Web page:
On Nov. 1, the National Basketball Association began its 50th season. Throughout its history, the NBA has gone through ups and downs, name changes, and extensive expansion. However, the NBA and its fans have the satisfaction that through it all, it now sits at the top of the sports world.
The NBA's current dominance can be attributed to four main factors.
The first of these factors is David Stern. In 1984, when Stern took over as the commissioner of the NBA, the organization was dying. Its popularity was ranked far behind baseball and football, and the game lacked the excitement and fervor that it carries with it now.
Then came in Stern, the marketing expert. Stern has transformed the NBA into a marketing dynamo, and his financial and marketing success is truly remarkable. Stern has also targeted the international market by having exhibition games played throughout the world and through the creative marketing of the various Dream Teams.
Recently, in commemoration of its 50th Anniversary, the NBA released a list of what it believes to be its fifty best players of all time. The list has caused a great stir in the sports world, sparking at least four different television programs devoted entirely to the players on the list.
The great amount of publicity that the list received is a great example of Stern's marketing genius. The NBA is plastered everywhere, from billboards, to radio, to television; which leads us to the second factor, the emergence of mass media in sports.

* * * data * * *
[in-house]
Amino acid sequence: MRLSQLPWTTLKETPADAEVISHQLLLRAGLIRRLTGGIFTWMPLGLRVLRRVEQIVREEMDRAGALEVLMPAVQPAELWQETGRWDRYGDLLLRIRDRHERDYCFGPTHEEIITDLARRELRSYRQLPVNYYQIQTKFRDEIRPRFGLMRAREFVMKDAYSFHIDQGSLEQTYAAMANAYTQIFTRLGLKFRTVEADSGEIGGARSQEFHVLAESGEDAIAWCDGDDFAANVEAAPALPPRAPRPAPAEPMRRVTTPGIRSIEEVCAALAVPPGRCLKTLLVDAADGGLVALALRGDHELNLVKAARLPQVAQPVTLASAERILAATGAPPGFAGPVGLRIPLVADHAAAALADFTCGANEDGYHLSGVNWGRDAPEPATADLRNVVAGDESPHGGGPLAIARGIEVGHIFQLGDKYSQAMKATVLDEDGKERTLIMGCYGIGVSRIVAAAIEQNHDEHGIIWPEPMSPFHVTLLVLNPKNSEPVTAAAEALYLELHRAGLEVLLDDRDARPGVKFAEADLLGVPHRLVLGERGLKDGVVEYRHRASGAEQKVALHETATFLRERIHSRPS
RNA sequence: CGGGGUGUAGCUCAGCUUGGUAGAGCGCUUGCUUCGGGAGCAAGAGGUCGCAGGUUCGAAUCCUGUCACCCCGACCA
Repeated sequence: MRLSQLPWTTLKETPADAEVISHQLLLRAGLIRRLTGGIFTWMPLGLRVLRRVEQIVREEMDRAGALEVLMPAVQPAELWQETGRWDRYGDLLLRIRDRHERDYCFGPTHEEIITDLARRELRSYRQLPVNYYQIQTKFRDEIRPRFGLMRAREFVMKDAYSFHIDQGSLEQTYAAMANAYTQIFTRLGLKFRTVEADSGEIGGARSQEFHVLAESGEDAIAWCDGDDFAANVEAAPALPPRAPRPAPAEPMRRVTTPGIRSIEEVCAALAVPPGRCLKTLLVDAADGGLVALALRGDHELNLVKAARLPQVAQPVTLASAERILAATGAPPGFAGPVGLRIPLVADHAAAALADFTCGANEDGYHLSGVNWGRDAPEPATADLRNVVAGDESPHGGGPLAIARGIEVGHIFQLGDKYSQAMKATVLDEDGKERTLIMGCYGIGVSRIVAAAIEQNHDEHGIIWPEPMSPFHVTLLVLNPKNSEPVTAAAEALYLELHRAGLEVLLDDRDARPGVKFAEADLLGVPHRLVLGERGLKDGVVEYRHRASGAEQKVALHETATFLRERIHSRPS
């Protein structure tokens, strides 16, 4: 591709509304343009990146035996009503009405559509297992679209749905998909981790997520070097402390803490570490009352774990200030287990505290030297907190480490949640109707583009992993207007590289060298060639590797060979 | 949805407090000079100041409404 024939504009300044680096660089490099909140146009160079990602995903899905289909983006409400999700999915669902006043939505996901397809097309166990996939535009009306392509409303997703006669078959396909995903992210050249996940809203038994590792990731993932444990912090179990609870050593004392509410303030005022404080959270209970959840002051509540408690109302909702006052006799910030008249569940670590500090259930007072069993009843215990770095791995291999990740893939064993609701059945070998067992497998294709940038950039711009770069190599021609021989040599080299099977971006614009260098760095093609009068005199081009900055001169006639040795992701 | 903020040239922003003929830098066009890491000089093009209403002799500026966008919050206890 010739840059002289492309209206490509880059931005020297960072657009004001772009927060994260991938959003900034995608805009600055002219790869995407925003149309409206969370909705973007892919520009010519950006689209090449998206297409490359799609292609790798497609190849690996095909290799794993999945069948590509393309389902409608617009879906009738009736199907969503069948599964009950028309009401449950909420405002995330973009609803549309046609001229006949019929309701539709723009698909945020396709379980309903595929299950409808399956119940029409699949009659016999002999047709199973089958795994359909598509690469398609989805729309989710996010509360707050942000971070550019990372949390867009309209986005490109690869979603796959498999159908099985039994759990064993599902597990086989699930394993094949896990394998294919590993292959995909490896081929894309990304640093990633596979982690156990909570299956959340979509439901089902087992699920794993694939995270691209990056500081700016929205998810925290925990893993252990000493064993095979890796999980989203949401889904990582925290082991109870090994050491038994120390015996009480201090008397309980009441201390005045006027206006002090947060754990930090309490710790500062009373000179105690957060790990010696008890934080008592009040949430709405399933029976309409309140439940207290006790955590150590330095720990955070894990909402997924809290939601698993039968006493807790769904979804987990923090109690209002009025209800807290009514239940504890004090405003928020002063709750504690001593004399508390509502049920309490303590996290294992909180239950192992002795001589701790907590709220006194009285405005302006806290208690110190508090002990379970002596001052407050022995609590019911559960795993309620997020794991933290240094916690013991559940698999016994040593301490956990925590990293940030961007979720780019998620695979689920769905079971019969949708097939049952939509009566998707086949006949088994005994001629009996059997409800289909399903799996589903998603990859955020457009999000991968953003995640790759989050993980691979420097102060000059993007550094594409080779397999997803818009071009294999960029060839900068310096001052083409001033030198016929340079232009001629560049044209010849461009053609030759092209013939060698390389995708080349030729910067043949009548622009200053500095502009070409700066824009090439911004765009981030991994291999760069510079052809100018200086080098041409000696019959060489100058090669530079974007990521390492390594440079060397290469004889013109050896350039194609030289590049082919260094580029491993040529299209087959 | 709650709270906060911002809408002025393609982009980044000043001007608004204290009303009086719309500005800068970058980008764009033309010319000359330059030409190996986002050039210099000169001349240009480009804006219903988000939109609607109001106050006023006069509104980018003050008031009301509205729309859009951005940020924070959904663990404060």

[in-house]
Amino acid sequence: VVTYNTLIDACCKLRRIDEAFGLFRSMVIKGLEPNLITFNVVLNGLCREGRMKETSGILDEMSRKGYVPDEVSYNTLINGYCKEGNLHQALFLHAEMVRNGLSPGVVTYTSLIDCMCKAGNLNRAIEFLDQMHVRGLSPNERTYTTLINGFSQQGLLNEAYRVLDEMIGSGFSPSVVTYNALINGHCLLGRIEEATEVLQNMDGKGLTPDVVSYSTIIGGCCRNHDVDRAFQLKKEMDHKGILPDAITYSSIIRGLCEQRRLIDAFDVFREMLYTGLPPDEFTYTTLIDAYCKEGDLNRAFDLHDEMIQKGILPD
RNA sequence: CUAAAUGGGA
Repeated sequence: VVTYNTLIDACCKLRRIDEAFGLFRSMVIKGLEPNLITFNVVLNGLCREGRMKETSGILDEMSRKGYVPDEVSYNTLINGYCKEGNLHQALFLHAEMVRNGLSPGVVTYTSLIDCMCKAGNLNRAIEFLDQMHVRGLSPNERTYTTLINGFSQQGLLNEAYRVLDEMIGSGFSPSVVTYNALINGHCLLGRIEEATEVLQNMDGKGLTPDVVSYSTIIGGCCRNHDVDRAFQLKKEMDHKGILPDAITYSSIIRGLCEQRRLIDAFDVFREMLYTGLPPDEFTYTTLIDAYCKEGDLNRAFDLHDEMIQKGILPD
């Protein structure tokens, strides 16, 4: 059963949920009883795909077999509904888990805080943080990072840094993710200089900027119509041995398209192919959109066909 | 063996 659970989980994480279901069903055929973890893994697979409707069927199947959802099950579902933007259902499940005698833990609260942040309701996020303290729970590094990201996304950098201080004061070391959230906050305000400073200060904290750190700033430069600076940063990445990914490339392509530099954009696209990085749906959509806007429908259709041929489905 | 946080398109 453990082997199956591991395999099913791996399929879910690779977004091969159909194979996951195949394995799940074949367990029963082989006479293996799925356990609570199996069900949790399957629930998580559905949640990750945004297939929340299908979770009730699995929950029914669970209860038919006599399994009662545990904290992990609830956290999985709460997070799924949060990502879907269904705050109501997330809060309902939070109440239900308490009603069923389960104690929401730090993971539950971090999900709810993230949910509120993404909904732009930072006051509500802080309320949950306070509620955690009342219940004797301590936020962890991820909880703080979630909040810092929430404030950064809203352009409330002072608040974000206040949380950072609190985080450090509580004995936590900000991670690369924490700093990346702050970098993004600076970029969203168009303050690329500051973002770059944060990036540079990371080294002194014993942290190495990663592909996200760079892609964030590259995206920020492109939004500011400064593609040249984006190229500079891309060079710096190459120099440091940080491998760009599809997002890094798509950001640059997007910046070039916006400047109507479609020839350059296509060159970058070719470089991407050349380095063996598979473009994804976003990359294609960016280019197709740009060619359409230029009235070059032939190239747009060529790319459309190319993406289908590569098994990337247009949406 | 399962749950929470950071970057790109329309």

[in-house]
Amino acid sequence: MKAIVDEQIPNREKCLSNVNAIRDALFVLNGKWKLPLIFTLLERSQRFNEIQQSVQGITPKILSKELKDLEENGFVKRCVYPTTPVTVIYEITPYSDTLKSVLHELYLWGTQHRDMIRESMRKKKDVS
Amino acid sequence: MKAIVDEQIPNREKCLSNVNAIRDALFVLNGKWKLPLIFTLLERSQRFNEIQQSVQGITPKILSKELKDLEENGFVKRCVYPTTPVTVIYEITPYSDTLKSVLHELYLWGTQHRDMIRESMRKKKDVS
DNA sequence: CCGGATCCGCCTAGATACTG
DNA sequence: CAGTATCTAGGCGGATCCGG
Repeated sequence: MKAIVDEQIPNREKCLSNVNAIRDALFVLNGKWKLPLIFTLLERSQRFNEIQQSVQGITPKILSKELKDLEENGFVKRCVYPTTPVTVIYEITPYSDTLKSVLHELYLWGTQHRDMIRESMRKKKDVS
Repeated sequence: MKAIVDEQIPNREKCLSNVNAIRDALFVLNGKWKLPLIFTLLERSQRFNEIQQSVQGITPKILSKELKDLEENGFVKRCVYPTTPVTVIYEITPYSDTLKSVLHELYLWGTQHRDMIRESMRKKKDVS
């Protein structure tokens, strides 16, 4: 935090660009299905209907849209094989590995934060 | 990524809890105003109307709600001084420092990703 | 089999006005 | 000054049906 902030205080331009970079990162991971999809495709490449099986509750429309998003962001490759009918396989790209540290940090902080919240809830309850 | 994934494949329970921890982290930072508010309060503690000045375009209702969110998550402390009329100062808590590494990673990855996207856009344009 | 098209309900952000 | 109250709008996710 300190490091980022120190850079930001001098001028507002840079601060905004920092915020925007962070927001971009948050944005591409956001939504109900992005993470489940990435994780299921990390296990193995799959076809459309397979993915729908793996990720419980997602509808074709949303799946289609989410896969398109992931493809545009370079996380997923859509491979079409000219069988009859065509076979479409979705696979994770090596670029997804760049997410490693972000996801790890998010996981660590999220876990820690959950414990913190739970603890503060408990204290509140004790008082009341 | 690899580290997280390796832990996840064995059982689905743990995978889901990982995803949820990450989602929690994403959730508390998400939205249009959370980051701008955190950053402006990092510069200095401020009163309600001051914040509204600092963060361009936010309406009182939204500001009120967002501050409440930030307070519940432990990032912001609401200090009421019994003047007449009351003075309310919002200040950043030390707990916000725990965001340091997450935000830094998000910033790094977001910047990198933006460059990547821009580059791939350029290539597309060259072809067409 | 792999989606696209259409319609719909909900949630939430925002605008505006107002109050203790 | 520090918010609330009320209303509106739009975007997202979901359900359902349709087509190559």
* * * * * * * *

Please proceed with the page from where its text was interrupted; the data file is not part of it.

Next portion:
Television has taken basketball farther than it has any other sport. Advertisements featuring professional basketball players can be seen all throughout the world.
The use of basketball players in these advertisements has become so embedded in popular culture, that one doesn't really think about why so many of these commercials focus on basketball players over athletes from other sports.
A major part of the reasoning comes from my final two factors. The first of these is the introduction of a new style of play. Athletes are constantly shown dunking, blocking or producing fantastic, unbelievable shots. The game has transformed itself to be played above the rim.
The NBA has tried to capitalize on the new fast-paced style of play by trying to maintain a focus on offensive production. The constant nearing of the three-point line provides an added exciting element to the game, and a majority of the rules added in the past ten years or so gear towards the offense.
However, the last, and in my mind, probably the most important factor is the introduction of dynamic, new players to the game.
David Stern took on the role of commissioner the same year that the games greatest player, Michael Jordan turned pro. He inherited a league that already had Magic and Larry and Kareem. Since their respective retirements, players like Shaq, Penny, Scottie and many others have come along to fill the void.
The league is also guaranteed that a new influx of these players will be available because basketball now reigns supreme over the other playground games. Exciting players like Kobe Bryant will always be available for the NBA, and thus the NBA will constantly flourish.
These four factors are not independent of each other though. All of Stern's marketing ploys would not have worked at all had there not been a Michael or a Magic. Conversely, Michael and Magic would just be plain old basketball players had not the mass media turned them into childhood legends and heroes.
Whatever the reasoning, the NBA stands at the top of the sports spectrum, and the way things are looking, it will be there for a long time.